Growing evidence shows that climate change is greatly impacting our region’s ecological systems. Existing stressors like invasive species, pollution, floods, droughts, wildfires, and coastal erosion will worsen. New stressors will further the threat to our ecological systems.
Understanding climate change impacts to Washington’s resources allows the department to respond appropriately to changing conditions.
How will climate change affect Washington’s species and habitats?
The Climate Impacts Group’s 2013 State of Knowledge Report summarizes changes that have already impacted plant and animal populations across the state; greater changes are expected in the future. Climate change is projected to impact Washington’s major habitats.
Rising sea levels will increase erosion of beaches and flood coastal marshes, tidal flats, and other important habitats for fish and wildlife. Development of coastal areas and shoreline armoring (e.g., bulkheads, seawalls) prevent habitat from reestablishing inland. Sea level rise will eliminate low tidal areas and freshwater tidal areas.
Ocean waters are warming. This will change the species found in our waters, affect migration and breeding patterns, and increase harmful algal blooms. Ocean acidification is a big problem for species that depend on calcium carbonate to make shells or skeletons - shellfish, corals, and some plankton. These species are the foundation of the marine food web and may decline with ocean acidification.
Streams and rivers
River systems, riparian areas, and springtime pools critical to plant and animal survival will be under greater stress as temperatures rise. The reduced snowpack and water supply, and increased agricultural and domestic water withdrawals will further the stress. Rising stream temperatures and lower summer stream flows will reduce the quality and quantity of salmon habitat.
Forests will be affected by increasing air temperatures, changes in precipitation, reduced snowpack, and decreased soil moisture. There may also be changes to the growing season, more frequent and severe fires, shifts in species composition, and the spread of invasive species. More frequent and intense storm events may increase blowdowns and damage from flooding, landslides, and erosion.
Alpine and subalpine habitats are declining primarily because warmer temperatures allow tree lines to advance upwards, which squeezes alpine systems. These trends are expected to continue, leading to a substantial decline or potential disappearance of high-elevation tundra and subalpine vegetation in the Olympic Peninsula by 2100. Species that live in these high-elevation systems would need to seek alternative habitats or perish.
Washington’s arid lands include shrubsteppe grasslands, dunes, and the Palouse prairie. These habitats host many native plant and animal species that already live near their physiological limits for water and temperature stress. Projected higher summer temperatures will further stress already vulnerable species. Increased temperatures will also benefit invasive species such as cheatgrass, which thrives in hot, open environments and crowds out native species.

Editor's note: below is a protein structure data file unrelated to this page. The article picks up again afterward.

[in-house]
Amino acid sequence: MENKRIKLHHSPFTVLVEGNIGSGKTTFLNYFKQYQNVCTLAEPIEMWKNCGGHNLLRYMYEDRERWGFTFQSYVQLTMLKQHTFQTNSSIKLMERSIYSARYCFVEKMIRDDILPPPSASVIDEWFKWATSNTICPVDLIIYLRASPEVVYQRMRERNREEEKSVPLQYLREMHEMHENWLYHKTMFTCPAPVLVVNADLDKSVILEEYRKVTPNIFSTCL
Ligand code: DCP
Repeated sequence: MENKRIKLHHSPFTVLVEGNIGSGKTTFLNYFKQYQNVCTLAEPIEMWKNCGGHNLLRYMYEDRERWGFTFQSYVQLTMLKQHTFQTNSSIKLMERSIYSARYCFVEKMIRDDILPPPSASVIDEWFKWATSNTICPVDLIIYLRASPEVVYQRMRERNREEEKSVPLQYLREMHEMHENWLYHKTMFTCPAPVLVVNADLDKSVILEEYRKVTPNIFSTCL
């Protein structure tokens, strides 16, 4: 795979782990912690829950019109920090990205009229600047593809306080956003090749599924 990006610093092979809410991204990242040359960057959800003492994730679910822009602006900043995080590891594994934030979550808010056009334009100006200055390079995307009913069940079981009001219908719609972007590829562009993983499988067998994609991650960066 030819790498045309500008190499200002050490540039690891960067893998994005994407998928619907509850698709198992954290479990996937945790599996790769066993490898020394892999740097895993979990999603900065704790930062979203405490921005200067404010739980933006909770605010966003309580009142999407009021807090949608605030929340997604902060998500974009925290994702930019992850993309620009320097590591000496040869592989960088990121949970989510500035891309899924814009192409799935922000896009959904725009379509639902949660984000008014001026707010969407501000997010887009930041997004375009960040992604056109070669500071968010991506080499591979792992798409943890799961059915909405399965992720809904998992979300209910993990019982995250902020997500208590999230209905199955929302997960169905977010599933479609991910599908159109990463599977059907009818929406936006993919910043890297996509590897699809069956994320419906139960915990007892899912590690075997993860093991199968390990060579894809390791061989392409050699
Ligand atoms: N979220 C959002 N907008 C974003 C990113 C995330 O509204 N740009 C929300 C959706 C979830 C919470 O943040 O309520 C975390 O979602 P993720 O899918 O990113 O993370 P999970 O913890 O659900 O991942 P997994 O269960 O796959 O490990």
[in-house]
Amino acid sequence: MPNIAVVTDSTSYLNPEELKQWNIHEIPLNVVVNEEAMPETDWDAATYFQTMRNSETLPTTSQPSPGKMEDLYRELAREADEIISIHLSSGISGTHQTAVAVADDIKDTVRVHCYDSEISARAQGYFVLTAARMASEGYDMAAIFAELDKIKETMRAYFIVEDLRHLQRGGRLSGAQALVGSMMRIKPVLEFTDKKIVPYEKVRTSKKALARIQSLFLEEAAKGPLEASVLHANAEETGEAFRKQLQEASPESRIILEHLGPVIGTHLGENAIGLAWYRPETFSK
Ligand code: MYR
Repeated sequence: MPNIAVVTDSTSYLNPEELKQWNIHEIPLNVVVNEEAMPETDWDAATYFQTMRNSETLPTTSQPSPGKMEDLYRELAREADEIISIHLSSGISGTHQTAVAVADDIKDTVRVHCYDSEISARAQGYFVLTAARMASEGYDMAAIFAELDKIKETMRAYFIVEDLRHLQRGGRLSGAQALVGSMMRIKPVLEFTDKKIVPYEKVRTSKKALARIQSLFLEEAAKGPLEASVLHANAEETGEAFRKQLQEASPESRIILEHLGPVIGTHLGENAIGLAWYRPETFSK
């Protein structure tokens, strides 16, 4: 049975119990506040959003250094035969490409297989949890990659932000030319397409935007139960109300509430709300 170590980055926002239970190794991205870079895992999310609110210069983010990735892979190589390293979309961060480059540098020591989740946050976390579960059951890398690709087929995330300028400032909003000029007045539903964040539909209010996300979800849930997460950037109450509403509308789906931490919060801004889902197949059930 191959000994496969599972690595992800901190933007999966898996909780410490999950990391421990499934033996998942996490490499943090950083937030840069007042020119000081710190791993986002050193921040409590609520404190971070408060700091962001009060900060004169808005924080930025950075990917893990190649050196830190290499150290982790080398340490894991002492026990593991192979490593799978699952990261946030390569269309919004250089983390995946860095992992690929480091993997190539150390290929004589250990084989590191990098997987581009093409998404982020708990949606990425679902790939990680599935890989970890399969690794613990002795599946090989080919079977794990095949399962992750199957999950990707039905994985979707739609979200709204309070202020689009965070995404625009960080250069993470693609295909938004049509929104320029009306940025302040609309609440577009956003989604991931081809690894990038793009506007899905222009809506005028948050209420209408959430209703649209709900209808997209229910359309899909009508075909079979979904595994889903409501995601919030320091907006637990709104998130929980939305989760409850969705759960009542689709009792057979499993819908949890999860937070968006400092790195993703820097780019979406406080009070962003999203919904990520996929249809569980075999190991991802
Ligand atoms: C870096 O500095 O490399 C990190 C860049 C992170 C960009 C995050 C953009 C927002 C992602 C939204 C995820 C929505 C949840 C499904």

How is WDFW responding to climate change?
The department adopted a policy to help us respond to the risks of climate change. This guidance includes principles for climate smart conservation and for limiting risks to the department’s investments due to impacts of climate change. The department has implemented projects to support this policy:
Designing climate change-resilient culverts and bridges - The department’s water crossing guidance now considers stream changes due to climate change. We will help you design culverts and bridges using future stream condition data to avoid project failure and fish blockage.
Climate Change Vulnerability Assessment for Species and Ecological Systems - The department assessed the vulnerability of 268 species of greatest conservation need and 80 ecological systems.
Statewide planning for climate change
The department was involved in developing Washington State’s Integrated Climate Response Strategy. The strategy outlines necessary actions to prepare the state to respond to climate impacts on coastal communities, water resources, agriculture, forests, species and ecosystems, and built infrastructure.
The department co-chaired a stakeholder advisory group that prioritized adaptation responses for the most significant risks to species, habitats, and ecosystems.
National and regional planning for climate change
The department helped develop the National Fish, Wildlife, and Plants Climate Adaptation Strategy. This unified nationwide effort reflects shared principles and science-based practices for addressing threats of climate change on fish, wildlife, plants, and their natural systems.
Learn more about impact of climate change on habitats:
- Washington Department of Ecology’s The Washington State Integrated Climate Response Strategy.
- University of Washington Climate Impacts Group's Washington Climate Change Impacts Assessment.